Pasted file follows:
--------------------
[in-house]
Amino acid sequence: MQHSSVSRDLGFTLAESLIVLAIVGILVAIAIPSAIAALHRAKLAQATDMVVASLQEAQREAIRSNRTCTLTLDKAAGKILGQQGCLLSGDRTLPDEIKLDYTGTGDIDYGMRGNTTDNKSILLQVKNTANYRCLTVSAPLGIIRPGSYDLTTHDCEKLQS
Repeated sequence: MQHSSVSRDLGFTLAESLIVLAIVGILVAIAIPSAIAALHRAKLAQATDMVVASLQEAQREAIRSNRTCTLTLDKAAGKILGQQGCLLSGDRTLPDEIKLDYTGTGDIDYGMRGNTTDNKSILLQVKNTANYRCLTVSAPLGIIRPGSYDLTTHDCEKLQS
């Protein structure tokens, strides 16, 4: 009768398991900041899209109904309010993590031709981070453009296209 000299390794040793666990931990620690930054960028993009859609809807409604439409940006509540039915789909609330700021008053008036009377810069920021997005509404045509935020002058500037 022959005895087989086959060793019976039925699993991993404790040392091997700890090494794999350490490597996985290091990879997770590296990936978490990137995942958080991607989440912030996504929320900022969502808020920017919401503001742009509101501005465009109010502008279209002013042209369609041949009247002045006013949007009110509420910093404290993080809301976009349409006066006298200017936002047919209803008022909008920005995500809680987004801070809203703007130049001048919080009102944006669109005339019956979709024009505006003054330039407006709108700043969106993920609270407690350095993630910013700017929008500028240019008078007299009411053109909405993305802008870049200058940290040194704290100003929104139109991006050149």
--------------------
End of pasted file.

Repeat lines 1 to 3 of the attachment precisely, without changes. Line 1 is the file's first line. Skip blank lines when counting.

[in-house]
Amino acid sequence: MQHSSVSRDLGFTLAESLIVLAIVGILVAIAIPSAIAALHRAKLAQATDMVVASLQEAQREAIRSNRTCTLTLDKAAGKILGQQGCLLSGDRTLPDEIKLDYTGTGDIDYGMRGNTTDNKSILLQVKNTANYRCLTVSAPLGIIRPGSYDLTTHDCEKLQS
Repeated sequence: MQHSSVSRDLGFTLAESLIVLAIVGILVAIAIPSAIAALHRAKLAQATDMVVASLQEAQREAIRSNRTCTLTLDKAAGKILGQQGCLLSGDRTLPDEIKLDYTGTGDIDYGMRGNTTDNKSILLQVKNTANYRCLTVSAPLGIIRPGSYDLTTHDCEKLQS